PASOK leader Evangelos Venizelos, who as finance minister negotiated Greece’s second, €130 billion bailout, has pressed for its lenders to give it three years instead of two to make the necessary spending cuts to bring debt down.
Search for growth
As always, decision-making will rest first and foremost with Germany and Chancellor Angela Merkel, who has insisted that tough debt-cutting programmes are the primary route back to health for the euro zone.
Merkel conservatives suffered a crushing defeat yesterday in an election in Germany’s most populous state, a result which could embolden the left opposition to step up attacks on her European austerity policies.
New French President Francois Hollande will visit Merkel in Berlin tomorrow after he is inaugurated to press for a European growth strategy. Germany has not opposed the idea but insists it cannot be funded by extra government spending that would drive debt back up.
“They should tell the Greeks that if they wish to stay in the euro they cannot avoid austerity and structural reform,” Grant said. “But to raise the Greeks’ morale the EU will have to relax Greece’s deficit reduction targets, write off much more Greek debt and think more imaginatively about how to encourage external investment in Greece. Merkel will find such policies harder to embrace than Hollande.”
Investors are already looking to the ECB to return to the fray. It created more than €1 trillion of three-year money in December and February and signalled afterwards that it had done all it could.
“We expect the ECB to ease policy, maybe through unconventional policies in coming months to support the situation in the (euro zone’s) periphery,” said Raghav Subbarao, currency strategist at Barclays.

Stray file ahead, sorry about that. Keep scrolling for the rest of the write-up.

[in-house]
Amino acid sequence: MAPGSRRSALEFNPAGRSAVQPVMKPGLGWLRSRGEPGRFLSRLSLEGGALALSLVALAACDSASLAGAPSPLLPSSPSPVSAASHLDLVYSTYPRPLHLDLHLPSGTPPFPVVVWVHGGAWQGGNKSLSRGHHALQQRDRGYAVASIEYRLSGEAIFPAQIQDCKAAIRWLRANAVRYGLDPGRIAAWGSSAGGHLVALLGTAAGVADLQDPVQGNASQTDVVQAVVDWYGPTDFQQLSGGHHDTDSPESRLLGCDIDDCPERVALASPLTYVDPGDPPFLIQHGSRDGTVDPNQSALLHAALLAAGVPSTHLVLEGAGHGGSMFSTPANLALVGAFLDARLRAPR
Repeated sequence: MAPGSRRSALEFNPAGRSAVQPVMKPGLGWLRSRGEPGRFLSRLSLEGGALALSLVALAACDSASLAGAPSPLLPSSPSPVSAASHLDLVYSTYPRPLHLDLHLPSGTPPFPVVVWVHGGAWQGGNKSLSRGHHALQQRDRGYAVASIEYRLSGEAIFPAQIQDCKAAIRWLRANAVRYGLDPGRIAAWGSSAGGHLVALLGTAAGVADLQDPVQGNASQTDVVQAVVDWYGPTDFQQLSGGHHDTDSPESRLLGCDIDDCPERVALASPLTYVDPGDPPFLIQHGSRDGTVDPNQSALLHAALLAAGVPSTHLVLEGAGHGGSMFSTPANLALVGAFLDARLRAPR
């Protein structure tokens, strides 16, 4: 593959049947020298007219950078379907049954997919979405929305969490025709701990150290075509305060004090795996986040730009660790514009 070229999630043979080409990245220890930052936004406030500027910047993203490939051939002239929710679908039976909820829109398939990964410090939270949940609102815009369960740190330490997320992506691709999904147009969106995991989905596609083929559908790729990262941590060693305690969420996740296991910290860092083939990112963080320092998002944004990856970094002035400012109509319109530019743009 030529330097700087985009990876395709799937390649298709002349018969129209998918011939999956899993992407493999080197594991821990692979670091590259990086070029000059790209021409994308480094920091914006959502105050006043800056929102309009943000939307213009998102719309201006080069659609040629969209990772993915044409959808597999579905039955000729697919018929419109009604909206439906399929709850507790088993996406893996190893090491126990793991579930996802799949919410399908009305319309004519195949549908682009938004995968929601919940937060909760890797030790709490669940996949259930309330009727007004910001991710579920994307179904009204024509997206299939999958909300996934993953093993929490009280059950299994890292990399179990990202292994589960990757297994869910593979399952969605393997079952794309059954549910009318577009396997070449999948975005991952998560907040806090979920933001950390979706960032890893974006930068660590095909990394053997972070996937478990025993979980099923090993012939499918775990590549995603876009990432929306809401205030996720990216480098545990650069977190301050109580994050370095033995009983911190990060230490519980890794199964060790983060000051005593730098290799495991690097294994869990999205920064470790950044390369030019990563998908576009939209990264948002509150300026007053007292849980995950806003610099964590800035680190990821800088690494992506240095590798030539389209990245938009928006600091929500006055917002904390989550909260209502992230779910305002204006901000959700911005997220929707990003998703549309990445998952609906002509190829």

Just as the ECB revived its bond-buying programme last year to prop up Italy when it was drawn into the crisis, so Italy is likely to mark the threshold for any fresh intervention.
Europe’s beefed-up bailout fund may have the resources to protect Spain if needed but Italy is bigger and most analysts believe it would need ECB help if sucked into the storm again.
One of Italy's top universities has sent shockwaves through the country's higher education system by announcing that from 2014 its courses will be taught exclusively in English.
The radical move by Milan's Politecnico university will, according to its rector, Giovanni Azzone, "contribute to the growth of the country". He said the strategy would attract brain power and yield the high-quality personnel that would "respond to the needs of businesses".
But the announcement has sparked a furious debate among academics and public officials. The higher education minister, Francesco Profumo, told La Stampa newspaper that he hoped other leading institutions would follow suit.
Others expressed alarm at the move. Luca Serianni, an eminent linguist at Rome's La Sapienza university, said the move was "excessive and not only in the ideological sense".
Despite having some of the oldest universities in the world in cities such as Bologna, not one Italian college appears among the world's top 200. Nepotism and closed-shop recruitment of staff have largely been blamed.
Was Shakespeare Italian? Was he born in Sicily?
This thought has perplexed many people, especially in England. It’s generated the same indignation that it would cause us to hear an allegation that Pirandello was a foreigner who had moved to Agrigento.
Over the centuries, scholars have been puzzled by Shakespeare’s profound knowledge of Italian. Shakespeare possessed an impressive familiarity with stories written by Italian authors such as Giovanni Boccaccio, Matteo Bandello, and Masuccio Salernitano. His plays contain too many accurate details about esoteric affairs in distant places, at courts, to have been written by someone “of low social standing such as Shakespeare”.
Fifteen out of thirty seven Shakespearean plays are set in Italy, which is quite amazing if one thinks that Shakespeare never set foot abroad. He never mentions Stratford in his plays, for instance, while his knowledge of Italian toponomy, art, ways of living, laws, history and traditions are things that everyone can verify by reading his plays.
In an attempt to solve the mystery of Shakespeare’s Italian leanings, one former teacher of literature has published a new hypothesis especially for people eager to hear something new about the bard.